by University of Chicago Law Professor Cass R. Sunstein dealing with the
topic of human behavior and employment law, and appearing in the Vir-
ginia Law Review,176 is particularly helpful and instructive. First, Professor
Sunstein points out that, contrary to the “conventional wisdom,” workers
often do not know about “legal rules” governing the employment relation-
ship.177 As developed extensively above, this is true with respect to em-
ployee rights to exchange information in the workplace. Employees are
generally unaware of their right to exchange information regarding wages,
hours, and working conditions (information rights) despite explicit protec-
tion in Section 7 of the National Labor Relations Act.
Thus, it is clear that step one of any proposed model of reform in-
volves making employees more aware of their rights in this regard. This,
however, may be easier said than done.
176 Cass R. Sunstein, Human Behavior and the Law of Work, 87 VA. L. REV. 205 (2001).
177 Id. at 206; see also, Pauline T. Kim, Bargaining with Imperfect Information: A Study of Worker
Perceptions of Legal Protection in an At-Will World, 83 CORNELL L. REV. 105, 106 (1997).
2004] EMPLOYEE INFORMATION EXCHANGE IN THE KNOWLEDGE ECONOMY 685
For example, in 1993 a prominent labor and employment law profes-
sor submitted a rulemaking petition to the NLRB asking the Labor Board to
mandate that all employers covered by the NLRA (which includes most
private sector employers) place a poster in their workplaces informing em-
ployees of their specific Section 7 rights to engage in “concerted activity”
even absent the existence of a union.178 The NLRB has not yet acted on this
Consequently, it seems time for Congress to directly address this issue
by amending the NLRA to require all covered employers to give clear “no-
tice” to their employees regarding their Section 7 rights. Such notice should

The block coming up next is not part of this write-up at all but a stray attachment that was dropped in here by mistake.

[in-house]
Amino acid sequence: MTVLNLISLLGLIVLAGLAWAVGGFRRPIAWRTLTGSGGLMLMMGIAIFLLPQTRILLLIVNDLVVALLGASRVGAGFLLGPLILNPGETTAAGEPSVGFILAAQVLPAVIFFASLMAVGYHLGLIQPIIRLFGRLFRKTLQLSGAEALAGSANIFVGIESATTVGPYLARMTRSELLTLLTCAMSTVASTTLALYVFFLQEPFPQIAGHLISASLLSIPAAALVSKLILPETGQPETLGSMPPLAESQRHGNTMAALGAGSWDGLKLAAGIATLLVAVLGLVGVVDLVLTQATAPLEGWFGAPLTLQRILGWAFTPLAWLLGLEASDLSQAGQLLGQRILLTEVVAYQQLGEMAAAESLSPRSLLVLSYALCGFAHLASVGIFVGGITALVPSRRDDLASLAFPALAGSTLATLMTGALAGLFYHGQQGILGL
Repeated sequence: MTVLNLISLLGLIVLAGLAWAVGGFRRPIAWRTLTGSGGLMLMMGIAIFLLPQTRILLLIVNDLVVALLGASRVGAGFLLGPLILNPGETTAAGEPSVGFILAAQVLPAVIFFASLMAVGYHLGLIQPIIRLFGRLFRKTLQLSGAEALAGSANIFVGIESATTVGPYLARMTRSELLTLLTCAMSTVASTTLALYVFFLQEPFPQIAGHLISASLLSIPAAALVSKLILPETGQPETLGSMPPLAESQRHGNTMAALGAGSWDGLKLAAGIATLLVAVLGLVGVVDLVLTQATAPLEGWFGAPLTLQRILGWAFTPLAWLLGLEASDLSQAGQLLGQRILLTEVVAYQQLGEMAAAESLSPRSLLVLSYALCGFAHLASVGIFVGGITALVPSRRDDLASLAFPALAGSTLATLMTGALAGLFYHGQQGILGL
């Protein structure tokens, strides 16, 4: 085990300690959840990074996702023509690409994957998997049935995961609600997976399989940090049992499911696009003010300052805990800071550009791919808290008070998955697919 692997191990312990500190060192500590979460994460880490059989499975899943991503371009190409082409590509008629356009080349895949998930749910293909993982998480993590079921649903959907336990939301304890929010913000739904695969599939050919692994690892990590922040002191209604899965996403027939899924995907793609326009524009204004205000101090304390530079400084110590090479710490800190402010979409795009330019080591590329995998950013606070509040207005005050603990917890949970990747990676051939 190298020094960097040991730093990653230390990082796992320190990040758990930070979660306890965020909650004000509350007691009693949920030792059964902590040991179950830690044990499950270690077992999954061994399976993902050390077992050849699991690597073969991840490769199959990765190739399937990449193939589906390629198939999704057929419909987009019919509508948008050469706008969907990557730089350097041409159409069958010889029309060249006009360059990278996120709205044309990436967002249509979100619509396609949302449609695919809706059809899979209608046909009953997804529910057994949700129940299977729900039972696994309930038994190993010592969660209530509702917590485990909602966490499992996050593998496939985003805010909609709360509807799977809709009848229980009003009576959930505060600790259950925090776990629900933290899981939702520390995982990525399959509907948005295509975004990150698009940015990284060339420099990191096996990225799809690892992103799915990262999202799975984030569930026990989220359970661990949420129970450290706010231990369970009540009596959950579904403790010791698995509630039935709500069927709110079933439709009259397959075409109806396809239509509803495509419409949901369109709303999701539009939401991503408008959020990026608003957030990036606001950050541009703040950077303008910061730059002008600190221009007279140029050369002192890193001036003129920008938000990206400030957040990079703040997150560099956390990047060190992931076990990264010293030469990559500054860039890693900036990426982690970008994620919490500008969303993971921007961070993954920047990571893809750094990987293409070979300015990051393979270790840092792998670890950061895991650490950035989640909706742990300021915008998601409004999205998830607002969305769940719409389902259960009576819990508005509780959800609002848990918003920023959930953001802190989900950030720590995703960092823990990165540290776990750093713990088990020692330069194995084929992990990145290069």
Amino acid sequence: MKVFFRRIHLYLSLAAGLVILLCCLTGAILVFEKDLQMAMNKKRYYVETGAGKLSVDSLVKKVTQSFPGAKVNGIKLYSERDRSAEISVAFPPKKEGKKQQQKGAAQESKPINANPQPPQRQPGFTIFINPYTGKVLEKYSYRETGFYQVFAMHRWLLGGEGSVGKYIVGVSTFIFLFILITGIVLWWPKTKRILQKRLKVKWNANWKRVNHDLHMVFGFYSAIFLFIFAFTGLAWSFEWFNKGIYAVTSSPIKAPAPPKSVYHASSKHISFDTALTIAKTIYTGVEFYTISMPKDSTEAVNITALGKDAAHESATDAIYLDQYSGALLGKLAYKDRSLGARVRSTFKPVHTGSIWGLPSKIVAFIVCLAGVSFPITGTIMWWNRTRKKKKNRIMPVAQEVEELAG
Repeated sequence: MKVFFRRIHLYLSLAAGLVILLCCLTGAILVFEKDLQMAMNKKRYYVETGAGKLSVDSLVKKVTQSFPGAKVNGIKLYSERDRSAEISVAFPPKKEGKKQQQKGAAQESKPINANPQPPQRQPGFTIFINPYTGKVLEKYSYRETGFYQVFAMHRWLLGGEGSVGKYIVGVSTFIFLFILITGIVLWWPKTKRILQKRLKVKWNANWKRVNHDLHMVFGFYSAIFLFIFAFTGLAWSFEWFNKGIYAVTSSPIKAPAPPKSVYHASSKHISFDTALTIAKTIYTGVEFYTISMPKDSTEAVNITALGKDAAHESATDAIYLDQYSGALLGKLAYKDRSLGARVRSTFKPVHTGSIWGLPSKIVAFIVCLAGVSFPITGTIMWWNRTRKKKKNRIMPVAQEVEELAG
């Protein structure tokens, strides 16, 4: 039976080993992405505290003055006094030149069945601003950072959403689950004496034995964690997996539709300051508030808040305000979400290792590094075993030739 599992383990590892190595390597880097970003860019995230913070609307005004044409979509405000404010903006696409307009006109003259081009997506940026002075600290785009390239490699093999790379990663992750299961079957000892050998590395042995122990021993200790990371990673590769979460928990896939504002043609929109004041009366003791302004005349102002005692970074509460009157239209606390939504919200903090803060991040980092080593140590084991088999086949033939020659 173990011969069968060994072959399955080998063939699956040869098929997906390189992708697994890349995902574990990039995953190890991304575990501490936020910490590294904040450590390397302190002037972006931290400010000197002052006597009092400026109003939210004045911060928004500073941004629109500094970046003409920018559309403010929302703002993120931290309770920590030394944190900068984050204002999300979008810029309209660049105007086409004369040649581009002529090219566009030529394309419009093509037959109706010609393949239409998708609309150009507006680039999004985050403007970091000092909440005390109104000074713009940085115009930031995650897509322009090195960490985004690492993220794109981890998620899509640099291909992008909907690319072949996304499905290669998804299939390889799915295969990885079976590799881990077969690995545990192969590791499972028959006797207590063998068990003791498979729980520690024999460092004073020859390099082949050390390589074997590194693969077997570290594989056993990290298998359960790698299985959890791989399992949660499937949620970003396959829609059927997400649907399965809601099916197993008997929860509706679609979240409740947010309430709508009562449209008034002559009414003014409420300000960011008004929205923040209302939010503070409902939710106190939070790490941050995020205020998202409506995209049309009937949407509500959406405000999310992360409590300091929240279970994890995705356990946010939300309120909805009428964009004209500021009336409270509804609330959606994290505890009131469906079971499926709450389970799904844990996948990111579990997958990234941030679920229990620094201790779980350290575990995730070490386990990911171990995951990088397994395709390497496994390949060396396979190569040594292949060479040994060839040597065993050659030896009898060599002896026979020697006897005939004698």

involve both posting of workplace notices and periodic distribution to em-
ployees of information in this regard.180
Somewhat ironically, an old federal statute, the NLRA, seems
uniquely able to address the issue of employee information exchange rights
in the new millennium. The NLRA’s potential effectiveness, in this regard,
will continue to lie dormant, however, unless employees are informed re-
garding their comprehensive rights under this statute. The matter calls for
immediate congressional action. Sometimes simple changes to the law can
be highly instrumental in allowing the law to achieve its full promise.
As a variety of leading legal scholars have made clear, today’s new
“knowledge economy” has potentially created a need for new doctrines of
employment law. This dynamic arguably exists, perhaps as much as any-
where else, with respect to the issue of employee rights to exchange infor-
mation in today’s workplace. This article analyzes this matter from a law
and economics perspective. It argues that, somewhat ironically, the Na-
tional Labor Relations Act, as it exists currently, already provides an excel-
lent general framework for regulation of this area, but that the NLRA needs
to be amended clearly to provide employees with greater notice of their
broad Section 7 statutory rights.
178 See Charles J. Morris, Rulemaking Petition to the National Labor Relations Board, (Feb. 9,
1993) (on file with authors).
179 Telephone interview with Jeffrey D. Wedekind, Solicitor, National Labor Relations Board (July
180 See Morris, supra note 178.